This has been an incredible journey for me as an historian. I’ve a network of enthusiasts and academics who have been researching the First World War in Africa for years and whom I really value. However, we all tend to work individually. This project enabled me to watch individuals interested in the past learn how to do research (thanks to a session at the Institute of Historical Research) and come together as a team ferreting out information in order to tell the story of the VAD Hospital.

In addition to the experience of working as part of a research team, looking at a completely different aspect of the war has led to new insights and possible avenues to explore in Africa. Looking at local county papers has shed some light on men who served in Africa and even a comment that there were African (ie Black) soldiers from East Africa being treated in French hospitals in Europe – this is something that will need to be investigated as the French were not involved in fighting in East Africa and the French soldiers who fought in Europe were from West Africa. Perhaps they were from French Congo? In addition, there were hospitals in East Africa and the natural place to send those who needed to be evacuated would have been to South Africa, Egypt or Britain. Why send soldiers to hospitals in France which would have been pressed with men injured in that theatre? But all this discussion is diverting from song and theatre…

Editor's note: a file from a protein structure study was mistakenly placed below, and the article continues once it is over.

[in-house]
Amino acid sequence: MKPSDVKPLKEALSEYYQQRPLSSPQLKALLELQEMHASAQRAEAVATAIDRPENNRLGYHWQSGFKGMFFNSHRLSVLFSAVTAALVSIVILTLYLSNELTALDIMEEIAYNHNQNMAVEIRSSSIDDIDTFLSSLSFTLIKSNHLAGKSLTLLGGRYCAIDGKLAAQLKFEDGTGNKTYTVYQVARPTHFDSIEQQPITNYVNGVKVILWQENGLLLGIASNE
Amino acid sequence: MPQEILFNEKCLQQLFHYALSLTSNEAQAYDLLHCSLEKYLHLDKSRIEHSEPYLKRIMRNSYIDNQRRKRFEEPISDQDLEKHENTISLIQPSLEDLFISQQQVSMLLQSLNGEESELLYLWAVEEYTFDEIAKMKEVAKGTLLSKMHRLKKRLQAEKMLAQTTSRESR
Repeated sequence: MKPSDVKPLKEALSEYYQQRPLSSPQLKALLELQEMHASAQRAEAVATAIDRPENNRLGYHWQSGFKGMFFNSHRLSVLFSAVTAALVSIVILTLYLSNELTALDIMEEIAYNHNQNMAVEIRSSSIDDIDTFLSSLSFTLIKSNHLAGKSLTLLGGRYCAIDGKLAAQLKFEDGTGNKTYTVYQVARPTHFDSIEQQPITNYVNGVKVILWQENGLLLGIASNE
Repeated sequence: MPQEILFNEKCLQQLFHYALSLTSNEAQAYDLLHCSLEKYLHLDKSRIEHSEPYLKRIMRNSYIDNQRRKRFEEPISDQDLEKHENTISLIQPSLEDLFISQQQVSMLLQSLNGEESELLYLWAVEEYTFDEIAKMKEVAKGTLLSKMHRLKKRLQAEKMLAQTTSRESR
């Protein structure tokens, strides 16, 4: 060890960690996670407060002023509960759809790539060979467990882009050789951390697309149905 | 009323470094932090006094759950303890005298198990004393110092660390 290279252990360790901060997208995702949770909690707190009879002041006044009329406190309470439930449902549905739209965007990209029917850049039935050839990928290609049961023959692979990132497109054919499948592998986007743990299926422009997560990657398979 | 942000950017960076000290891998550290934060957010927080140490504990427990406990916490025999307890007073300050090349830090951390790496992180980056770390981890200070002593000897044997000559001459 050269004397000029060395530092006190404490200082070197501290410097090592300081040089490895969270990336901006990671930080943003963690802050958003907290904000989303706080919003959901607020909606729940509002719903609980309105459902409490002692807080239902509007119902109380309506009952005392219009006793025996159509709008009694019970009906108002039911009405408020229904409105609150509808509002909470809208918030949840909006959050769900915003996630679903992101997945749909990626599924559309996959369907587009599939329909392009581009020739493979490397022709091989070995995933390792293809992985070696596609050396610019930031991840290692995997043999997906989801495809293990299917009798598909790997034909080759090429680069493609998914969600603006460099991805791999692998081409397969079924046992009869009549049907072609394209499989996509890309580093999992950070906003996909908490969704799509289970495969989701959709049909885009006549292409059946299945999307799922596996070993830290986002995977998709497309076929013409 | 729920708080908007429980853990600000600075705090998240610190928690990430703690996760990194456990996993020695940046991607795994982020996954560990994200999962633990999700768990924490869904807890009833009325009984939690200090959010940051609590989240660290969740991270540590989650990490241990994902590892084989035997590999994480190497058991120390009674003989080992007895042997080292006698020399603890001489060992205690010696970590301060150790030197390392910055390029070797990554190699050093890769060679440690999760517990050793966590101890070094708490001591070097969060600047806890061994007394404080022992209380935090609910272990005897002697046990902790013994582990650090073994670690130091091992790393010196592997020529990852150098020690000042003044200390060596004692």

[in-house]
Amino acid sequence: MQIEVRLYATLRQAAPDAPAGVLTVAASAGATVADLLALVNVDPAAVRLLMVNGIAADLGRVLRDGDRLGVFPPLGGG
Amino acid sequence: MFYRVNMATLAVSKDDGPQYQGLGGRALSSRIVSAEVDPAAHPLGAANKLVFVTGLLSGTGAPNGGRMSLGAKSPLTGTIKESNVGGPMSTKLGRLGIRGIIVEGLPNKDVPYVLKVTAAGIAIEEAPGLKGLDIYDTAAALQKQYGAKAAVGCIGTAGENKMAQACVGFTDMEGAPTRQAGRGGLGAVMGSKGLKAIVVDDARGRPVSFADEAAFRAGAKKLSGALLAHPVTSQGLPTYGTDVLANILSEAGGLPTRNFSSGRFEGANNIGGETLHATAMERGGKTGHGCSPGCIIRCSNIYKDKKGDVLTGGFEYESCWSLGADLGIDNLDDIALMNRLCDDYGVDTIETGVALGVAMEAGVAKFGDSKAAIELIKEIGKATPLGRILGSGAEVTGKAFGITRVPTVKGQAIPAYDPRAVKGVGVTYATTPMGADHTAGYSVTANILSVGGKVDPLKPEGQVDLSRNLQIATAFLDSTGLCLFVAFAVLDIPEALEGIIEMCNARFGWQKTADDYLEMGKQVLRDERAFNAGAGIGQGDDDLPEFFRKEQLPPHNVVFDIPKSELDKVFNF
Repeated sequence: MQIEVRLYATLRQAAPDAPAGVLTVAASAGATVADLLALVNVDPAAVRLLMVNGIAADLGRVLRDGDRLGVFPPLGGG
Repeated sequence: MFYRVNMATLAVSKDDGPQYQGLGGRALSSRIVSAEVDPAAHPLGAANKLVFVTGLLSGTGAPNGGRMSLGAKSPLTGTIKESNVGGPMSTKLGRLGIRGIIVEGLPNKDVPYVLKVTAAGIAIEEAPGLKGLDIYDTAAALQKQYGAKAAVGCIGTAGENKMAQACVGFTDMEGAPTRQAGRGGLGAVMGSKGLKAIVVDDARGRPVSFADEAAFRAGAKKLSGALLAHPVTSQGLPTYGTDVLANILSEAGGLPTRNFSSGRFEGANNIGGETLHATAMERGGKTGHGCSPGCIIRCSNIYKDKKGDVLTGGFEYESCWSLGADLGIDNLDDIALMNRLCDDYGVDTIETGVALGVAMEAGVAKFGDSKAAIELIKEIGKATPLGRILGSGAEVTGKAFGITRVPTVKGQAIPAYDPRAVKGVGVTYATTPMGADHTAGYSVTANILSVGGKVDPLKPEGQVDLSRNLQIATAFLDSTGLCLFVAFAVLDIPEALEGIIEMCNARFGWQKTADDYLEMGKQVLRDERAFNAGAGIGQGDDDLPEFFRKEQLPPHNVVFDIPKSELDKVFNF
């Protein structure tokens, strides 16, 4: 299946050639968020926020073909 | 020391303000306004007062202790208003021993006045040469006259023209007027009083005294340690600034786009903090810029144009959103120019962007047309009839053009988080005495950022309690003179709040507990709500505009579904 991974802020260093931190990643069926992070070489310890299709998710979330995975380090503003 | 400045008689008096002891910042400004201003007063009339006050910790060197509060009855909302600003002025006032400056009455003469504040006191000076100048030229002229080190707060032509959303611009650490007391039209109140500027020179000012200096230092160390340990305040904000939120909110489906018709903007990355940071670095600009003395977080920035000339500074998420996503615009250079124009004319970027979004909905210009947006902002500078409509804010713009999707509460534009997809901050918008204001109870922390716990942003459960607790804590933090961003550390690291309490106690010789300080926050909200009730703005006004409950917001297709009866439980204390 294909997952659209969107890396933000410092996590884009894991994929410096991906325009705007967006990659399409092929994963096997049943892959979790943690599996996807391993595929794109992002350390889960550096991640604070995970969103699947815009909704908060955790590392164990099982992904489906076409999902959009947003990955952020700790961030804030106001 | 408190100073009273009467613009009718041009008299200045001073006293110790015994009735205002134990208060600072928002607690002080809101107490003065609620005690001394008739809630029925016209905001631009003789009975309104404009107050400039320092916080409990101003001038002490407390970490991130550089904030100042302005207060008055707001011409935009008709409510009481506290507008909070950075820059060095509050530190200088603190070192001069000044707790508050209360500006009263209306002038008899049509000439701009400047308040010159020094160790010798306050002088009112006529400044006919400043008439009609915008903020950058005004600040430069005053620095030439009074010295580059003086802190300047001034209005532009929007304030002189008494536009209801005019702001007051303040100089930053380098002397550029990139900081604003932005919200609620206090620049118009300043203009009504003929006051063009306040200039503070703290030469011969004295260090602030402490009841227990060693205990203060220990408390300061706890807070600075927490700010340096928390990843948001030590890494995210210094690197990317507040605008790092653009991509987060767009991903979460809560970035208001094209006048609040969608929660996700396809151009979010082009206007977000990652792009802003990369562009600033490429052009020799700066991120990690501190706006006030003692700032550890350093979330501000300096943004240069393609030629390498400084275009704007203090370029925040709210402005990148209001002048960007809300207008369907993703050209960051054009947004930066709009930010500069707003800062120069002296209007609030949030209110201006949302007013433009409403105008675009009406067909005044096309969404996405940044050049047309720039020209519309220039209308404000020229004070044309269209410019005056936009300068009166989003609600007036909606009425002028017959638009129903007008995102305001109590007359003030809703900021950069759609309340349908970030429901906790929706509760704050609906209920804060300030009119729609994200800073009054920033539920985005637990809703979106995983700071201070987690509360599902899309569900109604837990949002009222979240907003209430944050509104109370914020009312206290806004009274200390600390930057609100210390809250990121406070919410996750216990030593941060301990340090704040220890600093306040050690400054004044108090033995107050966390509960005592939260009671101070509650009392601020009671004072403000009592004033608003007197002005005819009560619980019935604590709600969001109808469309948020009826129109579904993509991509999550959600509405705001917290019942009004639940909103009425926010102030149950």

What I haven’t seen too much of concerning the wars in Africa is whether there was any entertainment for the men in hospitals, convalescent or base camps outside of South Africa and possibly Egypt. We know the men went hunting (with gun or camera), wrote poetry, diaries and on the odd occasion when paper and facilities allowed, printed local newspapers. Sport was played as recorded by Floris van der Merwe but song, theatre and other activities remain elusive.


Khaki-elections: South Africa 1915

These days it seems that elections are never ending. With the speed that news travels in this ever shrinking world, we get to hear of elections in more countries than we probably would have at the turn of the previous century. If we are not voting in national elections or for international elections such as representatives in Europe, then there are local elections or elections for representatives in student and trade unions etc…

During World War 1, however, most countries deferred any elections to after the war and these became known as khaki-elections as many of  the voters were still in uniform. Invariably the party which was in power and which had seen the country through to a successful conclusion of the war was returned to power.

South Africa broke the trend (as did Canada in 1917). And, despite requests by Britain for the Union to delay the 1915 election to the end of the war, Prime Minister Louis Botha refused. Had the country not erupted in rebellion in 1914, he may have deferred the election, but with his country clearly divided over involvement in the war, he felt it imperative to obtain its approval before taking on any other commitments.